A common trap that many entrepreneurs and ambitious business owners fall into is thinking that more is always better — more services, more products, more quantity. Entrepreneurs often burn out trying to be all things to all people, launching new business divisions, new products and pursuing new ideas.
This drive can be the lifeblood of a business, infusing it with the innovation that keeps it ahead of competitors. But it can also be disastrous for a company if the organization spreads itself too thin, burns out top talent and spends time and resources pursuing dead-end new initiatives.
Solari discusses why being an early adopter can give you a business advantage
Some of the most successful entrepreneurs exhibit a level of focus and patience that translates into companies that do fewer things, but do them at a level of excellence that is unmatched.
They don’t achieve that by chasing every idea. Instead, they make the most of the best opportunities that come their way.
Investing icon Warren Buffett said this about his business approach: “I insist on a lot of time being spent, almost every day, to just sit and think. That is very uncommon in American business. I read and think. So I do more reading and thinking, and make less impulse decisions than most people in business.”
The interesting thing about Buffett’s statement is the concept that what you don’t do is often equally as important as what you do. Making fewer decisions and actions, but making them count, can be the patient and focused approach that leads to great business outcomes.
An interesting study in doing one thing really well, and turning it into wildly successful company, is Yeti, a fast-growing cooler company. A decade ago, the idea of pricing a cooler at $350 would have been met with laughter. But Yeti focused obsessively on building the best cooler on the market, and the idea of spending $350 on a cooler quickly went from laughable to nearly mainstream.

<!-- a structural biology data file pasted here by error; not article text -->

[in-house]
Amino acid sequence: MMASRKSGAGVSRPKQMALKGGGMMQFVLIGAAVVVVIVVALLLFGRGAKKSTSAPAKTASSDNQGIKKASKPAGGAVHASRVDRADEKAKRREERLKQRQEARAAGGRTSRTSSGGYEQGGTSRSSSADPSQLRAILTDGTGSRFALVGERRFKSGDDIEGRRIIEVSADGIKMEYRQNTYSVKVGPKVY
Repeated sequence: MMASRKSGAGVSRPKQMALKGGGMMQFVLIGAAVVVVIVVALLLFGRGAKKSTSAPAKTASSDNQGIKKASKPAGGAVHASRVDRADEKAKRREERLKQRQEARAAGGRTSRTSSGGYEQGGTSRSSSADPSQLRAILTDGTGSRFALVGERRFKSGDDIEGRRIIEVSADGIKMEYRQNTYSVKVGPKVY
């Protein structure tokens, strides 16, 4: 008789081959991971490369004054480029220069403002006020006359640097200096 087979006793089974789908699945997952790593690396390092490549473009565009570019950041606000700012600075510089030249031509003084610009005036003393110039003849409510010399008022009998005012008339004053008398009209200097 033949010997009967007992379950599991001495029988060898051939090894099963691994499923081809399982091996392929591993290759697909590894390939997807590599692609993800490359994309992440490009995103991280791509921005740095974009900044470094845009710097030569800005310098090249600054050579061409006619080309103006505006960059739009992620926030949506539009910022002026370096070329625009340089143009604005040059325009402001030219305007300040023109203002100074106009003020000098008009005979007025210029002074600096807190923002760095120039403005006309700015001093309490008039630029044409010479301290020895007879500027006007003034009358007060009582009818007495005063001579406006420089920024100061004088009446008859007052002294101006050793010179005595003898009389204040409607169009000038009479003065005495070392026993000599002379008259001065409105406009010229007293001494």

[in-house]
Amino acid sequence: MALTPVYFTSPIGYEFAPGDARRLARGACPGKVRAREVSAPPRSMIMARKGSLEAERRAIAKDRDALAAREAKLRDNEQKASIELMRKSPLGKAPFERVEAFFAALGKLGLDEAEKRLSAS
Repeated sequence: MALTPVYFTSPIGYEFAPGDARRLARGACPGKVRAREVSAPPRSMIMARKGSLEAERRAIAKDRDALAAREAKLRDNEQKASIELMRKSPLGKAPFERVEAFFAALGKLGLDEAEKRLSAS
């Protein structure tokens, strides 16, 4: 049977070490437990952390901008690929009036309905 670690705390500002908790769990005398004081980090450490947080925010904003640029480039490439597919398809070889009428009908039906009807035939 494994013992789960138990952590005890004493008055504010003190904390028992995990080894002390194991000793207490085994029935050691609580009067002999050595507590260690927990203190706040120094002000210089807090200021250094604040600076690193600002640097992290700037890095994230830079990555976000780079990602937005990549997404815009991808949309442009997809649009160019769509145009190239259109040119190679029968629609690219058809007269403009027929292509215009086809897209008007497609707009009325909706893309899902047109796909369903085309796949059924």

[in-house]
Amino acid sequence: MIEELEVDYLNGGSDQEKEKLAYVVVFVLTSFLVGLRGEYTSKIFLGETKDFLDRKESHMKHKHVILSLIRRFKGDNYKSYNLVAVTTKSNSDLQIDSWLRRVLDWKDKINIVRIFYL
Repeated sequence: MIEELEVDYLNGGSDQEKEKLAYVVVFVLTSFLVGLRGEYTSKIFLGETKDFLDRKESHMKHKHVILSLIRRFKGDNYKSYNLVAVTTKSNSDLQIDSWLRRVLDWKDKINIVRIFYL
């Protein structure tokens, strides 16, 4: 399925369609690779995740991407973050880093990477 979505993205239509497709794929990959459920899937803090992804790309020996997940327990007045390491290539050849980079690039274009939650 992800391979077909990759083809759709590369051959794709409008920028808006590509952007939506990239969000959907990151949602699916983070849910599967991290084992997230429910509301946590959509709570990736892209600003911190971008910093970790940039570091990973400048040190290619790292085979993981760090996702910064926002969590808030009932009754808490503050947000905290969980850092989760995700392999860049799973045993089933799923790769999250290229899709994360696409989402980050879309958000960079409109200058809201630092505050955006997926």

Yeti founders and brothers Ryan and Roy Seiders stayed focused on making a dream cooler — a product that would last a lifetime and keep drinks cold for days on end. This product focus led Yeti to grow at nearly 750 percent and expand into a half-billion-dollar company, which is now set to go public at an estimated $5 billion valuation.
How did Yeti do it? Focusing on quality, being patient as the market latched onto the unconventional idea of paying hundreds of dollars for a world-class cooler, and then riding that momentum into a variety of other high-quality products. While other companies were selling coolers for a tenth of the price, building brands associated with cheap, disposable items, Yeti raised the bar and built products that consumers were proud to own.
On the other side of the equation, renowned toy company LEGO, in a much-studied business case study, launched into a period of rapid innovation in the 1990s and early 2000s. The company decided it had to change with the times, and move beyond the traditional construction-oriented toys. The company started building action figures, and even complex toys tied to LEGO-financed television shows that flopped dramatically, straying away from its core business and competency. After several disastrous revenue years and multiple dramatic failures, LEGO decided to return to what it did best, and what its consumers actually wanted — high-quality, construction-style toy sets.
Knowing who you are as a company, and innovating in a focused manner, is a key to being an industry leader over the long term. And doing something well, and continuing to focus on that central identity of your business, is often more profitable and satisfying than pursuing dozens of new service lines.
John Solari is the managing partner of J.A. Solari & Partners. He has 25 years of accounting experience and is also a member of the American Institute of Certified